When Jen Rojas, the Chargers’ cheery corporate communications coordinator, told me after Sunday’s game that I’d jinxed the team, I thought she was just messing with me. But then she reminded me of a line from a "12 Questions" column earlier this month in which I foreshadowed a "heartbreaking miss" from red-hot kicker Nate Kaeding(notes), and I actually started to feel guilty. I made the comment based on past experience with kickers coming off too-good-to-be-true campaigns: the Redskins' Mark Mosley, after an MVP season (yes, a kicker won MVP) in 1983, missing three field goals against the 49ers in the NFC championship game before hitting a game-winner; the Vikings’ Gary Anderson, after going 35-for-35 on field goals in the team’s 15-1 regular season, shanking a 38-yarder late in the ’98 NFC title game (Minnesota lost the Falcons in overtime). Kaeding took the sudden postseason crash to a new level of horror on Sunday, missing unconscionably from 36 yards (wide left) and 40 yards (wide right); he also was short on a 57-yarder on the final play of the first half, though there’s no shame in that. Given Kaeding’s All-Pro season (32 field goals in 35 attempts) – and the fact that he had made 69 consecutive kicks from 40 yards or shorter – his meltdown was stunning. Given his dubious postseason history (an overtime miss from 40 yards as a rookie in an ’04 home playoff defeat to the Jets and an unsuccessful 54-yard attempt at Qualcomm that would have forced an ’06 playoff game against the Patriots into overtime), I can see why Chargers fans are very, very frustrated right now. To be fair, Sunday’s defeat wasn’t all on the kicker: The Chargers committed 10 penalties for 87 yards, several of them painfully careless and/or stupid, and there were some blatant dropped passes that derailed drives. Norv Turner’s offensive game plans have been spicy and imaginative throughout the season, but Sunday’s seemed strangely conservative and lifeless. And if this was, in fact, LaDainian Tomlinson’s(notes) final game with the Chargers, it was perhaps his least memorable effort ever at Qualcomm: 12 carries for 24 yards, three receptions for zero yards. All in all, a horrific day for the Bolts.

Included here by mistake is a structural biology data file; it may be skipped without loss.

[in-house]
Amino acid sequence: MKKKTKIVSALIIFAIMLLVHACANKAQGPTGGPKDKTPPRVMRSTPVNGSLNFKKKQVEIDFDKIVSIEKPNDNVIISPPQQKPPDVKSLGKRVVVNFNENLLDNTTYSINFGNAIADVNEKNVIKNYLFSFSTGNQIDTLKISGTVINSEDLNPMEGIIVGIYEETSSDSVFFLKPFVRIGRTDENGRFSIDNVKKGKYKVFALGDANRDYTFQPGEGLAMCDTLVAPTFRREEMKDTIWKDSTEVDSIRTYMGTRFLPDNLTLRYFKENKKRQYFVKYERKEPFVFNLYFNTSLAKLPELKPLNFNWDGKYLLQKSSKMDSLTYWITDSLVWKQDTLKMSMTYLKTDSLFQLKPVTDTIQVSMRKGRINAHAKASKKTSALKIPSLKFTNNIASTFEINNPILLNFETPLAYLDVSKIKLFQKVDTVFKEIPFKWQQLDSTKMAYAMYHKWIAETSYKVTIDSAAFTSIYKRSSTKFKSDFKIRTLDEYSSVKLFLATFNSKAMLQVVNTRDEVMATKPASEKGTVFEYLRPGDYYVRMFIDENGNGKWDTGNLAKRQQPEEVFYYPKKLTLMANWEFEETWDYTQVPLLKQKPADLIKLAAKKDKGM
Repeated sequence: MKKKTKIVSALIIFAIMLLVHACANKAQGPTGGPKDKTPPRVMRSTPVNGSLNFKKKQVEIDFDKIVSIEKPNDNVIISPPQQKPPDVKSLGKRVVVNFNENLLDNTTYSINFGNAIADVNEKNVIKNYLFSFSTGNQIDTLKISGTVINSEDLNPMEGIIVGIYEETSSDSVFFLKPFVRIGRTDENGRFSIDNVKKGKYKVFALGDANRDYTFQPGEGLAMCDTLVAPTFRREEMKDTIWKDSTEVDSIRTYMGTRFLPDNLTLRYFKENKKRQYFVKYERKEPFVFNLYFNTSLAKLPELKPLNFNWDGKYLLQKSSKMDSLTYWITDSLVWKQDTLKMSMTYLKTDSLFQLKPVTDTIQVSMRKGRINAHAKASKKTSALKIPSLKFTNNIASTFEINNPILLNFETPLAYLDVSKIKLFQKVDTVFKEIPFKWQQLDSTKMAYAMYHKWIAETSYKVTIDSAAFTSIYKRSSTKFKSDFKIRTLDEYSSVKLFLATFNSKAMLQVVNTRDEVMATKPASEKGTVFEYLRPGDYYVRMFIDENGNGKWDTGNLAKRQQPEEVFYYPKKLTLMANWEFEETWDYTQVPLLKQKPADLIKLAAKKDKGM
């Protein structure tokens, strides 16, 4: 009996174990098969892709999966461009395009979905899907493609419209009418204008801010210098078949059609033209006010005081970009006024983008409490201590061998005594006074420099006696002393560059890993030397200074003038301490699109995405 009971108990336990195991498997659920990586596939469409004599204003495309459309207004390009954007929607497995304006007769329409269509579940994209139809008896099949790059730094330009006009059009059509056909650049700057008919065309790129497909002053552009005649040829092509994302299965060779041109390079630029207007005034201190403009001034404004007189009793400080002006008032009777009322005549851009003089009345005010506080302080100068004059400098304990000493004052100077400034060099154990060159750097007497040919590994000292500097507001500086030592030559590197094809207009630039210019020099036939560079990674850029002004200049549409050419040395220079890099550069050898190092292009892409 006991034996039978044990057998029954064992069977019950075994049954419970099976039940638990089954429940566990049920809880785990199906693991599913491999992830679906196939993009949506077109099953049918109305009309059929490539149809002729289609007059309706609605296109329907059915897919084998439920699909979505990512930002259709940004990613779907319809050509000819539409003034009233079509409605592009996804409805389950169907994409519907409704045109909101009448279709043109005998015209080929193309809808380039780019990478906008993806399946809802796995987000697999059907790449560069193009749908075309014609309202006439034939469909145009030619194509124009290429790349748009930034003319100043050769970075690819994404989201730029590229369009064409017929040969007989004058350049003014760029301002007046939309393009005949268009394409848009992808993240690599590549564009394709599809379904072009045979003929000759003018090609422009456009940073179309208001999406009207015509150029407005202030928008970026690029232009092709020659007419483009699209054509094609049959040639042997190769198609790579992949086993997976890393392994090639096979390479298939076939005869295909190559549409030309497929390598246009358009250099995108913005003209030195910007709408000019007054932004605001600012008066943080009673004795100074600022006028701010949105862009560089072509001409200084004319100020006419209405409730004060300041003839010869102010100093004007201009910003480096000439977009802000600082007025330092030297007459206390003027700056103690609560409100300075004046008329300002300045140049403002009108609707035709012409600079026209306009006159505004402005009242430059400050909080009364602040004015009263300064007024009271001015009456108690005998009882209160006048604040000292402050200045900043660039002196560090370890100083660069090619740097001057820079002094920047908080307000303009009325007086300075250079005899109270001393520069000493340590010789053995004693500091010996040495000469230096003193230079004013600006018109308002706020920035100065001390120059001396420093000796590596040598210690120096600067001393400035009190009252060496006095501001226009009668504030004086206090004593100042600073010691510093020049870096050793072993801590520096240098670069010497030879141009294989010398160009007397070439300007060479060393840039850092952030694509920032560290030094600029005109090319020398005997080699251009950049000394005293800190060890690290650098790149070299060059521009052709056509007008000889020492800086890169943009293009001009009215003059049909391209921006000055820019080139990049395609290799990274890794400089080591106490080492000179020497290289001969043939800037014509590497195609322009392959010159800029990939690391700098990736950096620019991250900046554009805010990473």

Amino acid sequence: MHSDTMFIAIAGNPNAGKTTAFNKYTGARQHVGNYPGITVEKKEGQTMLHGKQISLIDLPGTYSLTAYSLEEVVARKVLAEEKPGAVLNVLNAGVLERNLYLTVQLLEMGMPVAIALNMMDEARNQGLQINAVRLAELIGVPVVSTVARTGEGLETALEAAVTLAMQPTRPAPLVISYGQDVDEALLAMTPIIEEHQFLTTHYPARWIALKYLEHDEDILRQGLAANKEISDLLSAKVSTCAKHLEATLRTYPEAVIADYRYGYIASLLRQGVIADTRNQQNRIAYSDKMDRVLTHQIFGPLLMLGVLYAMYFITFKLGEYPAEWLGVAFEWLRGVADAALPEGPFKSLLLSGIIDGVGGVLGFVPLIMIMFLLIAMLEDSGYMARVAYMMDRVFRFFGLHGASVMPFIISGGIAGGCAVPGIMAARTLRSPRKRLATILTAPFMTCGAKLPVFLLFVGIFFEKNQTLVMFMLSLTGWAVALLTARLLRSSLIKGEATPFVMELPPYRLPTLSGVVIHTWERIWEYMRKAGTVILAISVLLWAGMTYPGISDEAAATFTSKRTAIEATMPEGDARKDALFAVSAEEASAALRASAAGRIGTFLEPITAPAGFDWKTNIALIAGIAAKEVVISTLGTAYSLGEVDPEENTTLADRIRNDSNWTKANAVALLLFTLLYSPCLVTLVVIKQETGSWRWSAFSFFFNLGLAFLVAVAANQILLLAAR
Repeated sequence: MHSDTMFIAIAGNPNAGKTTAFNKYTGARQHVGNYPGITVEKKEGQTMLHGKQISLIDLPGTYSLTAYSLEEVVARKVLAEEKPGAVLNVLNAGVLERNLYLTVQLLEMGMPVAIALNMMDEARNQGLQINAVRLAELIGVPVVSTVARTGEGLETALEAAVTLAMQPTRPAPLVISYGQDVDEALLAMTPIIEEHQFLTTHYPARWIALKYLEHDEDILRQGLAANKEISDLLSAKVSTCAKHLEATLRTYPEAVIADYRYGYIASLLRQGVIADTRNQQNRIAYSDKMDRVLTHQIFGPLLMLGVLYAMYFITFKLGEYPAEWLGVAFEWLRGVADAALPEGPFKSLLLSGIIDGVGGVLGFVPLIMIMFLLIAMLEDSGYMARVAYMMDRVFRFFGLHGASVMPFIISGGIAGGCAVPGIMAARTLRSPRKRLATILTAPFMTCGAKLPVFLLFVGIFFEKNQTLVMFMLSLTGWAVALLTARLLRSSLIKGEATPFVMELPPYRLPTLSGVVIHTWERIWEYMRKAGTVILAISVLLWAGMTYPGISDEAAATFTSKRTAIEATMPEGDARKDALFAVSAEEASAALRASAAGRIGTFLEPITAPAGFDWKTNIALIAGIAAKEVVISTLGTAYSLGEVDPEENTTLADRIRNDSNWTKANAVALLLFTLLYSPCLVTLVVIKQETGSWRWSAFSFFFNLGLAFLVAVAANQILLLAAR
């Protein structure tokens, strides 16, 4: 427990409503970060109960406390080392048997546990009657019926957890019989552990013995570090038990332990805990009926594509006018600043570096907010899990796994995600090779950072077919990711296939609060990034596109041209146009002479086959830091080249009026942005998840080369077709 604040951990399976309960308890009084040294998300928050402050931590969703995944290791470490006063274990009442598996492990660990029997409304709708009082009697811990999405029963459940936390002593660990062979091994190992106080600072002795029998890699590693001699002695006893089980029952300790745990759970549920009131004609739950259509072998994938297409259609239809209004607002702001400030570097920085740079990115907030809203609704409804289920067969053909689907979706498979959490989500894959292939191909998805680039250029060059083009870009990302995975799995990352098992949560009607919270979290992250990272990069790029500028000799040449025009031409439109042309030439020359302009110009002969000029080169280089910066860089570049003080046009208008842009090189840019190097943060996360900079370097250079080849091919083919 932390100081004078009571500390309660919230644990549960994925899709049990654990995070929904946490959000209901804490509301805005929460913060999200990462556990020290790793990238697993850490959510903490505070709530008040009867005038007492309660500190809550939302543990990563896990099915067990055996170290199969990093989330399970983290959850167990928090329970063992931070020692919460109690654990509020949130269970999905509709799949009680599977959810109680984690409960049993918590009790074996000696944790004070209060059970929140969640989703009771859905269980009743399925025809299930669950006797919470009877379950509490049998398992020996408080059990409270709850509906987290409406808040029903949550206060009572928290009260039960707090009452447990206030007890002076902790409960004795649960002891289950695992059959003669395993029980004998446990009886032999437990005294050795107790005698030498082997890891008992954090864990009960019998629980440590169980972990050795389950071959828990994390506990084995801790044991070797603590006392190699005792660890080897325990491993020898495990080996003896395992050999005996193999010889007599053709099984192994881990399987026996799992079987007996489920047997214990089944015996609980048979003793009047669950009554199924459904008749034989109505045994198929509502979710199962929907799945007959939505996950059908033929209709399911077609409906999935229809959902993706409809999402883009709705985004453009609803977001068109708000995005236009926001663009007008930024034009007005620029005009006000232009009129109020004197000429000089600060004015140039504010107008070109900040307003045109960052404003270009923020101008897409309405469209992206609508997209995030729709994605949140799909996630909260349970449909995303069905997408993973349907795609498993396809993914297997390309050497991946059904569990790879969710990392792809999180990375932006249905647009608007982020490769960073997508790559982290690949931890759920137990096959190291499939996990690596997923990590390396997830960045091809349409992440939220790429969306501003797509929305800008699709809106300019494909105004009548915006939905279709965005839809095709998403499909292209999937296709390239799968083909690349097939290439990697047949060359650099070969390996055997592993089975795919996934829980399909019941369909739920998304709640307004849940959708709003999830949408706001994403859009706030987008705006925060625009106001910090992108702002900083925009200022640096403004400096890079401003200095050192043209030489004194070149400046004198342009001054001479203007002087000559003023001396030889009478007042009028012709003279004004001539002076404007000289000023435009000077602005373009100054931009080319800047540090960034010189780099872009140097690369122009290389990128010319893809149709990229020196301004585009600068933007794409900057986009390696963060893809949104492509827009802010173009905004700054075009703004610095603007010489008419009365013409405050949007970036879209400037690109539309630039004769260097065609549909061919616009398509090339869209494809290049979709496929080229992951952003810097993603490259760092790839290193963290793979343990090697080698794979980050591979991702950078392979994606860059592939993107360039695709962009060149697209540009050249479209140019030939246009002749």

When Cardinals quarterback Kurt Warner(notes), after throwing a second-quarter interception, slumped to the Superdome turf after taking that massive blindside hit from Saints defensive end Bobby McCray(notes), I flashed back to the 1986 NFC divisional round, when Giants nose tackle Jim Burt delivered a kill shot that sent Joe Montana down to the frozen Giants stadium AstroTurf with a vengeance. In that instance, Montana suffered a concussion and ended up heading to a New Jersey hospital while his 49ers teammates finished out a 49-3 defeat to the eventual Super Bowl champs. Warner, who suffered a chest injury, was able to return to play the second half of Arizona's 45-14 thrashing by the Saints. Now, of course, the question is whether the 38-year-old quarterback will return for another season, something we'll likely learn in the next week or so. In the meantime, brace yourself for premature reports of which way he's supposedly leaning. And no, backup Matt Leinart(notes) – still, presumably, the franchise's quarterback of the future – doesn't know whether Warner's coming back or calling it quits.